Through repeated failures in the classroom and the development of destructive habits, at-risk young people (13-18) have lost faith in the possibilities that await them if they are successful in putting their lives together. I then co-founded Mentors in Nigeria Initiative with the sole aim of creating a community of mentors saddled with the responsibility of promoting a positive mindset in young people and helping them make better life-defining decisions.
So I would say my drive and passion was to be an influence on people which I have been doing with all diligence for the past four years now. It was not easy combining it with my studies, as a medical student, but the Lord has always been my strength.
How did you feel when you were informed about this award?
I was amazed because I never saw it coming, but I was excited because it came in timely when I launched my Conversation series on the social media themed: Your one step to Transformation with Oke Bayode which made me so excited.
Apart from this award, which other awards do you have?
I have bagged several awards and nominations right from my primary school days. I had a series of awards for the projects I did while at the University of Lagos, but this is the best award I have received so far.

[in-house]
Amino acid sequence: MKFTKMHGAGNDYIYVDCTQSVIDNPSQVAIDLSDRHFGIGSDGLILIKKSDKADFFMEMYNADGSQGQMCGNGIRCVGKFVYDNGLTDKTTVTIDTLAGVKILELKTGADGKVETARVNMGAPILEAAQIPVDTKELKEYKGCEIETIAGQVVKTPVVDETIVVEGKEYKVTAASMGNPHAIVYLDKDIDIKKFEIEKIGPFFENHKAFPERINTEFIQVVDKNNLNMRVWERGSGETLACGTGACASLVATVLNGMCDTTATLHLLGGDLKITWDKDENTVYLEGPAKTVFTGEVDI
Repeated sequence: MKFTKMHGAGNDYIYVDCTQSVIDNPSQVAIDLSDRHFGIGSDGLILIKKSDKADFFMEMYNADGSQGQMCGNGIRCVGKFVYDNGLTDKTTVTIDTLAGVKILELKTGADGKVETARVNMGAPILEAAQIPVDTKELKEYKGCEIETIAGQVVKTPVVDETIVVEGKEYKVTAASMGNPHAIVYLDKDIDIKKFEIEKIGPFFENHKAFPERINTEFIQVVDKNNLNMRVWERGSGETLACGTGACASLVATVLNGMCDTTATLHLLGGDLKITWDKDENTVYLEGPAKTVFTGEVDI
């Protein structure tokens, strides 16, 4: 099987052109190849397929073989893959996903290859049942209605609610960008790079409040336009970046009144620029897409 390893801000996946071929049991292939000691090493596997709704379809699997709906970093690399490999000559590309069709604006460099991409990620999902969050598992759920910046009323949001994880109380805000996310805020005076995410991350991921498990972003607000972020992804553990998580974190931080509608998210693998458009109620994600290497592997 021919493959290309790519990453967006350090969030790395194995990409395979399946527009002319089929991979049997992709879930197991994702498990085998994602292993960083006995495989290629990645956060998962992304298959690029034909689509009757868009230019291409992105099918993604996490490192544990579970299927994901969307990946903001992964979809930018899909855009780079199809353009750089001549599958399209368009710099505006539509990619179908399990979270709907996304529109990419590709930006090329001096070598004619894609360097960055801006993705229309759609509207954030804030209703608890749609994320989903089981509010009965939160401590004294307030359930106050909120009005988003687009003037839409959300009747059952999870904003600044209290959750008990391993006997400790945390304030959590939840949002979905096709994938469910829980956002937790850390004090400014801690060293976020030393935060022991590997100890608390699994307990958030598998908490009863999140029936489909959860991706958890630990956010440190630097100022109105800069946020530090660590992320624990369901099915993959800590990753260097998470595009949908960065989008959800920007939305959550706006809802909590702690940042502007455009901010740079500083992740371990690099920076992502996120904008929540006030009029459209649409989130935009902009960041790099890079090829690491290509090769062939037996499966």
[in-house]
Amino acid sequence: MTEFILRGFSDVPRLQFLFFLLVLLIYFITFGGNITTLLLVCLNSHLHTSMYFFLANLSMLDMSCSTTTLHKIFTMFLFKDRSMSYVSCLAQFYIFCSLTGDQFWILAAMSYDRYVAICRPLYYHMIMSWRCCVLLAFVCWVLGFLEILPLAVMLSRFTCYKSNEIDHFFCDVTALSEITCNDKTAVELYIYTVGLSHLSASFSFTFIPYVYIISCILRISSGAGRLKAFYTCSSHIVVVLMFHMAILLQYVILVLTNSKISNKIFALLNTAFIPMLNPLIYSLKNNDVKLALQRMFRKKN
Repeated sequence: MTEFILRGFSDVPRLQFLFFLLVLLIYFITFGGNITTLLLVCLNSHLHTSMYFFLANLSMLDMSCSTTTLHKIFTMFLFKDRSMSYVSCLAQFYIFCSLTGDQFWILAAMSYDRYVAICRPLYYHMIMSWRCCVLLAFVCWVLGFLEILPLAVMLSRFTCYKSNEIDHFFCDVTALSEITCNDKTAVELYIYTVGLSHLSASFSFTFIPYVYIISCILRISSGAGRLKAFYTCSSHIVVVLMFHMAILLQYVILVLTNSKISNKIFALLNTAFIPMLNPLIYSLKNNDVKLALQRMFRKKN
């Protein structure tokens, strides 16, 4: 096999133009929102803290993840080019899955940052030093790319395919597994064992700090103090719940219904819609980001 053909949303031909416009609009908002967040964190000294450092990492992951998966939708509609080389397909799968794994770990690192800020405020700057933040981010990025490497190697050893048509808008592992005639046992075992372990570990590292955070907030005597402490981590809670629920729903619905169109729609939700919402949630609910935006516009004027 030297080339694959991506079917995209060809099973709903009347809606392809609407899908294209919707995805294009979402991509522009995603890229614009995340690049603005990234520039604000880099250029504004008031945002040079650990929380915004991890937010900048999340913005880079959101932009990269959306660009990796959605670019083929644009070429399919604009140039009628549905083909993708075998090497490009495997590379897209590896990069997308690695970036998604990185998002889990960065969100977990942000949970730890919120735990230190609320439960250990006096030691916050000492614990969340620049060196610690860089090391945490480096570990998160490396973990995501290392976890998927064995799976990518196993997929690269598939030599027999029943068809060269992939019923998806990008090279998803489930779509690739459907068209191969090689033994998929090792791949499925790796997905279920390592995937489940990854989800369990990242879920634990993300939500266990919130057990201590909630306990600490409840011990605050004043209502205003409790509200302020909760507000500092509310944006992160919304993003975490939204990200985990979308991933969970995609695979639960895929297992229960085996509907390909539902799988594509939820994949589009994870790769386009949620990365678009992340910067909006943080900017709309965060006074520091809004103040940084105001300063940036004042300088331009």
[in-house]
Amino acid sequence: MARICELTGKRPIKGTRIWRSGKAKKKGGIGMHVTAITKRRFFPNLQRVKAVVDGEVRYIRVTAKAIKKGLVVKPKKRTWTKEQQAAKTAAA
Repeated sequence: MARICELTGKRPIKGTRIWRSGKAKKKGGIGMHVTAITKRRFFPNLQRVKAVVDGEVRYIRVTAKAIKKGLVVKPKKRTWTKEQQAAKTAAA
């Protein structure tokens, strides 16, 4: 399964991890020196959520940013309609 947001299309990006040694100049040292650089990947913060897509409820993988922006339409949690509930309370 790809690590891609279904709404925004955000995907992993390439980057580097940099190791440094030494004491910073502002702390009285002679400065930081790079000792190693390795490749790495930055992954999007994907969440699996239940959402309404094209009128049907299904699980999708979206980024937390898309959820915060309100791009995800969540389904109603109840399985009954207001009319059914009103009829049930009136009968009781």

Who is your role model?
I have been privileged to have a lot of mentors who I look up to and who have shaped my life in diverse ways. I have a spiritual figure in the person of Rev. Alexander Faranpojo. But Babayomi and Funmilayo Oke, my parents, were my first mentors who made me believe that I can be anything I want to be if I put my mind to it.
My role model is Dupe Akinsiun, Head, Leadership & Culture Center of Expertise at Coca-Cola Hellenic Bottling Company, Nigeria.
What’s your big picture of your NGO in 5 years?
A conglomerate! I envision a safe space where we would have produced youths who will become great people of influence and who will also go on to create a prototype of themselves, filling the world with people who can reach their potentials. I want to see these NGOs as resource hub for others in that space.